mon 22/04/2019

Cher Lloyd, IndigO2 | reviews, news & interviews

Cher Lloyd, IndigO2

Cher Lloyd, IndigO2

The X Factor graduate is still playing catch-up to her own ambitions

Cher Lloyd: not in complete control

Cher Lloyd first appeared aged 16 on The X Factor with a storming cover of an unofficial bootleg version of “Turn My Swag On” - a song that peaked at just number 48 on the UK singles charts. Knowing so much about music at such a young age set her apart from the entire competition, and it’s no surprise that her debut album Sticks + Stones is the most feverish and bold set that anyone from the show has yet produced. 

Some 18 months after that first appearance, the singer headlined her first London show at a 2,500-capacity venue. Keeping it relatively intimate served a little too much as self-congratulation for SyCo, desperate to be seen as pushing one of its protégées down a more unusual path to superstardom - but it’s thanks to Lloyd’s own spirit as well as the Cowell behemoth that her talent has mostly been preserved.

"Mostly" is the key word. On her album, Cher Lloyd is dead set against being moulded, yet still willing and ready to hurdle over genres. Somewhere along the way, however, this tour has become too fixated on the kitchen sink. The show’s default to the very worst X Factor clichés brought its very best bits crashing down.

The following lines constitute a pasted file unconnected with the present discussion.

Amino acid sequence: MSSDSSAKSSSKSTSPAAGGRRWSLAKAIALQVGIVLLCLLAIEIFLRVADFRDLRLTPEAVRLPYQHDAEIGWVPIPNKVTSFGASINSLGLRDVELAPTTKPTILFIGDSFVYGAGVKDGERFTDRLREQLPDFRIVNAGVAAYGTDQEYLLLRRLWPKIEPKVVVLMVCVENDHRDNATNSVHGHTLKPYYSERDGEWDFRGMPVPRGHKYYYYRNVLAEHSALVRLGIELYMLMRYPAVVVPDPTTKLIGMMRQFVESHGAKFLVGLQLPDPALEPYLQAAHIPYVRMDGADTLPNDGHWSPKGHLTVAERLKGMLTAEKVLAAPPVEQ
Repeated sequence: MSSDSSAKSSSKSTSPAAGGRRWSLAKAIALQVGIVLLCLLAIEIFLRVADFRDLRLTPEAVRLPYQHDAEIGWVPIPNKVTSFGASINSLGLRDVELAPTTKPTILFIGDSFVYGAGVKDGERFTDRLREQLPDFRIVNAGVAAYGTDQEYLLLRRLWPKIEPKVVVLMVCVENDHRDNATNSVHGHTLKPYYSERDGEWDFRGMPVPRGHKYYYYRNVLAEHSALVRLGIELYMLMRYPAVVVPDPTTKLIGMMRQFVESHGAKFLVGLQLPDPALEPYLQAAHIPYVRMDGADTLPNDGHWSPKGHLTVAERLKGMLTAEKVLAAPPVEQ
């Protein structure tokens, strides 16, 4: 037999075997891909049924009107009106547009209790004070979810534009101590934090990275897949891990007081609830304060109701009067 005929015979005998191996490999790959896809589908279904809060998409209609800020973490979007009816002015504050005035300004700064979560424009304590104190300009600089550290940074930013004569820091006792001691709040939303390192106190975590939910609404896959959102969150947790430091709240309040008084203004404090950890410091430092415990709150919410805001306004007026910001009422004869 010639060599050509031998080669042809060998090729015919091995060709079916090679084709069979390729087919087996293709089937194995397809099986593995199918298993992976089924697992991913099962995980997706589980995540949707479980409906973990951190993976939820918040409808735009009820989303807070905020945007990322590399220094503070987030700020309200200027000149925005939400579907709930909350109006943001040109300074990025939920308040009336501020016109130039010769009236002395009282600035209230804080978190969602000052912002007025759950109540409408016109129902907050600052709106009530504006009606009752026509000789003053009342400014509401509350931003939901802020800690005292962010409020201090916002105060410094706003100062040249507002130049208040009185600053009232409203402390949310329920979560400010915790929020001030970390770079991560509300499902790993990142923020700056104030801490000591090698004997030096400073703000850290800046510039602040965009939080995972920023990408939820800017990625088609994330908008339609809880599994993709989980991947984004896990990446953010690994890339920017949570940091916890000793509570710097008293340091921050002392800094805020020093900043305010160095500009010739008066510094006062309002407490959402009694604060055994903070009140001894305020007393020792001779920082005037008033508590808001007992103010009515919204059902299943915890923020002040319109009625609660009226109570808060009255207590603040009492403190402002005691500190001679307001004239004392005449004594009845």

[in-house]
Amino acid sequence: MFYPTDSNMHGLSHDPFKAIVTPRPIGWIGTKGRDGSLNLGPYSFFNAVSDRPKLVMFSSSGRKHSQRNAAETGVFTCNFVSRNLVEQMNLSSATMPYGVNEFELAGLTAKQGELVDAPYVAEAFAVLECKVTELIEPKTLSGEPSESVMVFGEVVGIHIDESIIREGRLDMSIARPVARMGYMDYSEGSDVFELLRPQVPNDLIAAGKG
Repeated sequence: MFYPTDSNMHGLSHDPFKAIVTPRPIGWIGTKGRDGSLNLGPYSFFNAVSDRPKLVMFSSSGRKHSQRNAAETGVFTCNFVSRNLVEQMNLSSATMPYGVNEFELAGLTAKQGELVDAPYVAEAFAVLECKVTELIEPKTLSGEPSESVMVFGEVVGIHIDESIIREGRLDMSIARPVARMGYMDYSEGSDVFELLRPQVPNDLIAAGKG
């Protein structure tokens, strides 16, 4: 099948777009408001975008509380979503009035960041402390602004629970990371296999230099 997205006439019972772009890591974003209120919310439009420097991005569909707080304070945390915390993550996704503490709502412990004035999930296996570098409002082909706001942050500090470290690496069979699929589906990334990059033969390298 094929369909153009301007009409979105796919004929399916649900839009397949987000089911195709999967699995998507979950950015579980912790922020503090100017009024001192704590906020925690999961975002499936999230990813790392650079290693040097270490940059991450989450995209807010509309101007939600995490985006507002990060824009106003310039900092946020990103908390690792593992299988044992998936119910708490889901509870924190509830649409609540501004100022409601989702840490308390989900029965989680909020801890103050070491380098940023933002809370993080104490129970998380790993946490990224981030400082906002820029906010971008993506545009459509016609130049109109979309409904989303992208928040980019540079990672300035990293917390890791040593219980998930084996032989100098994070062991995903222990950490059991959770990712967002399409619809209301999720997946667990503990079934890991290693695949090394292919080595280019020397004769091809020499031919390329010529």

It was abundantly clear throughout when Lloyd was having fun and when she wasn't

A joyless acoustic cover of Usher’s dancefloor hit “OMG” played for authenticity points with an invisible demographic, while a mid-set Twitter Q&A felt similarly misguided. The tinny sound throughout didn’t go far towards hiding Lloyd’s nerves: it was abundantly clear throughout when she was having fun and when she wasn't, in spite of her overstatements to the contrary; there’s only so far an empty platitude can carry a pop star if the right songs aren’t there, but thankfully there were enough brilliant moments present to punctuate the agony.

The buoyancy in Lloyd’s vocal on opener “Dub on the Tracks” carried her contagious determination through to the midway point, and there were plenty of other gems during the hour-long set. “Over the Moon”, “Playa Boi”, “Want U Back” and “Superhero” offered delicious layers of irresistible, seamless hooks, while “End Up Here” teased at the seductive R&B slinkstress Lloyd could yet blossom into. Bonus song “Talkin’ That” finally recaptured the singer’s signature snarl, almost erasing the memory of the ropey covers populating the show’s second half. 

Lloyd has a way to go yet, unflinching as she may appear. Someone, somewhere, is overplaying her hyperactivity; if we hadn’t had exposure to her on The X Factor, we wouldn’t be able to read her like we do now. The 18-year-old from Malvern knows more about her demographic than she’s been credited with, and an outside audit would prescribe complete control over the set list. Otherwise we’ll just have to wait longer to watch her play catch-up with her own ambitions.

The show’s default to the very worst X Factor clichés brought its very best bits crashing down

rating

Editor Rating: 
3
Average: 3 (1 vote)

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